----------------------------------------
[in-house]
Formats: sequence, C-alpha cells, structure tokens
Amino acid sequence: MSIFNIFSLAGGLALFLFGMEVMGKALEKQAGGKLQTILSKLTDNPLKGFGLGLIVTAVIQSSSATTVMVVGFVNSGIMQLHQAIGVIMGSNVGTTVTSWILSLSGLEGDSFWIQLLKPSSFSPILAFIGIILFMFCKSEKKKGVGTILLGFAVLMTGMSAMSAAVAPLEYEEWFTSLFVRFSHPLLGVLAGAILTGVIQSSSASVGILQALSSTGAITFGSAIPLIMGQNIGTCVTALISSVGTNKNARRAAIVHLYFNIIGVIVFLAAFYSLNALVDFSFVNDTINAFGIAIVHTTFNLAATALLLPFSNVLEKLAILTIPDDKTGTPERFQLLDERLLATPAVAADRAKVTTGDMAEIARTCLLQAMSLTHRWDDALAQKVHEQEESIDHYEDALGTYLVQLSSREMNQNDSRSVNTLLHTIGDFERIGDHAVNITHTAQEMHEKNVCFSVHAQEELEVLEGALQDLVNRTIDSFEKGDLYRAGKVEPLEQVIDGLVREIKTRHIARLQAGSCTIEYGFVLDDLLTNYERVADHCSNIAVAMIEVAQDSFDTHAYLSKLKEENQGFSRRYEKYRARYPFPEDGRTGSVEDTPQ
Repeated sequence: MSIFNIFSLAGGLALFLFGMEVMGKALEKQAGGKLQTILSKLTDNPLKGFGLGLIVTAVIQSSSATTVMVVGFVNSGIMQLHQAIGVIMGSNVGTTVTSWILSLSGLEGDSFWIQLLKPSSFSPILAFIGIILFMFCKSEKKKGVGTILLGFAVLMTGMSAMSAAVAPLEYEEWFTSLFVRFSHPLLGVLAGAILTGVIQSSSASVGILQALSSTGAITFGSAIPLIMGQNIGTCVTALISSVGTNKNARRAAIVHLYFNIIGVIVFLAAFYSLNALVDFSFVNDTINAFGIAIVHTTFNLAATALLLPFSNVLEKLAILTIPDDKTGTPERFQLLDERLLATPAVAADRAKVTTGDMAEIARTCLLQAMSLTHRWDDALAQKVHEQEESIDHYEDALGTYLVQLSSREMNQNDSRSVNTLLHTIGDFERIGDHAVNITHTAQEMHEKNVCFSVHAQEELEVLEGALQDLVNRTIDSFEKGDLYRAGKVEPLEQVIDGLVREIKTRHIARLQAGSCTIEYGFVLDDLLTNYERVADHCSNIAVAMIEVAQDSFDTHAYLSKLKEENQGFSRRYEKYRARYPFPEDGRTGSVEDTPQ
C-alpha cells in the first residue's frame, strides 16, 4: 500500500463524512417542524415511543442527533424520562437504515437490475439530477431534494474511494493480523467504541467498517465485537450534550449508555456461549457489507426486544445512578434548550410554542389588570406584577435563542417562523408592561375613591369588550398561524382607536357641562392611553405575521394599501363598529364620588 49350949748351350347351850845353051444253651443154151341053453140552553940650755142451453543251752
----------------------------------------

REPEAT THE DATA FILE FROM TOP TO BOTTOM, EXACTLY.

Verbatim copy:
[in-house]
Formats: sequence, C-alpha cells, structure tokens
Amino acid sequence: MSIFNIFSLAGGLALFLFGMEVMGKALEKQAGGKLQTILSKLTDNPLKGFGLGLIVTAVIQSSSATTVMVVGFVNSGIMQLHQAIGVIMGSNVGTTVTSWILSLSGLEGDSFWIQLLKPSSFSPILAFIGIILFMFCKSEKKKGVGTILLGFAVLMTGMSAMSAAVAPLEYEEWFTSLFVRFSHPLLGVLAGAILTGVIQSSSASVGILQALSSTGAITFGSAIPLIMGQNIGTCVTALISSVGTNKNARRAAIVHLYFNIIGVIVFLAAFYSLNALVDFSFVNDTINAFGIAIVHTTFNLAATALLLPFSNVLEKLAILTIPDDKTGTPERFQLLDERLLATPAVAADRAKVTTGDMAEIARTCLLQAMSLTHRWDDALAQKVHEQEESIDHYEDALGTYLVQLSSREMNQNDSRSVNTLLHTIGDFERIGDHAVNITHTAQEMHEKNVCFSVHAQEELEVLEGALQDLVNRTIDSFEKGDLYRAGKVEPLEQVIDGLVREIKTRHIARLQAGSCTIEYGFVLDDLLTNYERVADHCSNIAVAMIEVAQDSFDTHAYLSKLKEENQGFSRRYEKYRARYPFPEDGRTGSVEDTPQ
Repeated sequence: MSIFNIFSLAGGLALFLFGMEVMGKALEKQAGGKLQTILSKLTDNPLKGFGLGLIVTAVIQSSSATTVMVVGFVNSGIMQLHQAIGVIMGSNVGTTVTSWILSLSGLEGDSFWIQLLKPSSFSPILAFIGIILFMFCKSEKKKGVGTILLGFAVLMTGMSAMSAAVAPLEYEEWFTSLFVRFSHPLLGVLAGAILTGVIQSSSASVGILQALSSTGAITFGSAIPLIMGQNIGTCVTALISSVGTNKNARRAAIVHLYFNIIGVIVFLAAFYSLNALVDFSFVNDTINAFGIAIVHTTFNLAATALLLPFSNVLEKLAILTIPDDKTGTPERFQLLDERLLATPAVAADRAKVTTGDMAEIARTCLLQAMSLTHRWDDALAQKVHEQEESIDHYEDALGTYLVQLSSREMNQNDSRSVNTLLHTIGDFERIGDHAVNITHTAQEMHEKNVCFSVHAQEELEVLEGALQDLVNRTIDSFEKGDLYRAGKVEPLEQVIDGLVREIKTRHIARLQAGSCTIEYGFVLDDLLTNYERVADHCSNIAVAMIEVAQDSFDTHAYLSKLKEENQGFSRRYEKYRARYPFPEDGRTGSVEDTPQ
C-alpha cells in the first residue's frame, strides 16, 4: 500500500463524512417542524415511543442527533424520562437504515437490475439530477431534494474511494493480523467504541467498517465485537450534550449508555456461549457489507426486544445512578434548550410554542389588570406584577435563542417562523408592561375613591369588550398561524382607536357641562392611553405575521394599501363598529364620588 49350949748351350347351850845353051444253651443154151341053453140552553940650755142451453543251752